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UBC Theses and Dissertations

The three Rs in the pharmaceutical industry : perspectives of scientists and regulators Fenwick, Nicole Patricia

Abstract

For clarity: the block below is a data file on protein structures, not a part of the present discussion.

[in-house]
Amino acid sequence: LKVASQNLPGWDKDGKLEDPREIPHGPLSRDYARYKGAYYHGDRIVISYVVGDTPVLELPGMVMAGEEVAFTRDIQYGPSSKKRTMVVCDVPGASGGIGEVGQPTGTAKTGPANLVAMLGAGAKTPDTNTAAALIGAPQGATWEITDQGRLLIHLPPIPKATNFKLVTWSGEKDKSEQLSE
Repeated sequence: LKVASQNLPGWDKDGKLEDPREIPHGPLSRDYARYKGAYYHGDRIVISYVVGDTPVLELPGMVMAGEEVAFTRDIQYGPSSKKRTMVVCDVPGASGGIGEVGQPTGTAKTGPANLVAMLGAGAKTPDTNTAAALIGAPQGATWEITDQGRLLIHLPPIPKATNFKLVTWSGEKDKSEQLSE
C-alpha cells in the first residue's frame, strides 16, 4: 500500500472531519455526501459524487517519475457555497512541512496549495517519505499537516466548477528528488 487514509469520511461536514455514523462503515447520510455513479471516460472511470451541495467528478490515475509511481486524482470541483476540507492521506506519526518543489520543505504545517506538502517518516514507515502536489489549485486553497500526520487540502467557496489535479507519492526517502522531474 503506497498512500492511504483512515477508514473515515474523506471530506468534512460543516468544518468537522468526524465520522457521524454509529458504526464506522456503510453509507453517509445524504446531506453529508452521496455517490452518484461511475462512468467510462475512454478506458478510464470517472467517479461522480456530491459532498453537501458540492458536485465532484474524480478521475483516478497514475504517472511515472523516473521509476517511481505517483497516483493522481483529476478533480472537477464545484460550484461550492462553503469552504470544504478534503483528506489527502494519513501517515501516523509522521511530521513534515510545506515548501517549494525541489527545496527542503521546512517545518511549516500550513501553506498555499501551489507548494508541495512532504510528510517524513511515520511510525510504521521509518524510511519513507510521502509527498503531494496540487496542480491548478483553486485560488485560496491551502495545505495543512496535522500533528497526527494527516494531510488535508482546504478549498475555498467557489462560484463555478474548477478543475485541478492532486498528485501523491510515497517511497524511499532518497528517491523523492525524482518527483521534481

Interviews with six drug regulatory reviewers and 11 pharmaceutical research scientists were used to explore their perspectives on obstacles and opportunities for greater implementation of the Three Rs (Replacement, Reduction, Refinement) in drug research and development. Participants generally supported the current level of animal use in the pharmaceutical industry and viewed in vitro methods as complementing, but not replacing, the use of animals. Obstacles to greater use of the Three Rs cited by participants included the lack of well-researched and validated non-animal alternatives; the need to use certain numbers of animals to achieve statistical validity; some regulatory requirements; reluctance by industry and regulators to depart from established patterns of animal use; the priority of commercial objectives ahead of the Three Rs; and concerns that less animal testing could jeopardize human safety. Opportunities identified for the Three Rs included the development of better animal models including genetically modified (GM) animals; pursuit of more basic knowledge, notably drug action on gene expression; re-use of animals in successive studies; greater use of pilot studies to avoid full-scale studies of unpromising drugs; using sufficient numbers of animals per test to avoid repeating inconclusive studies; regular review of animal data and regulatory requirements; and following the regulatory option of combining segments of reproductive toxicology studies into one study. In some areas greater implementation of the Three Rs seemed well aligned with industry priorities; examples included phenotypic characterization of GM animals and validation of alternative methods. In other areas, wider use of the Three Rs may require building consensus on areas of disagreement including the usefulness of death as an endpoint, the suitability of re-using animals, and whether GM animals and the use of pilot studies contribute to Reduction. The Three Rs, with their emphasis on decreasing use of animals, may also be incompatible with the goal of protecting human safety and the commercial objectives of the pharmaceutical industry.

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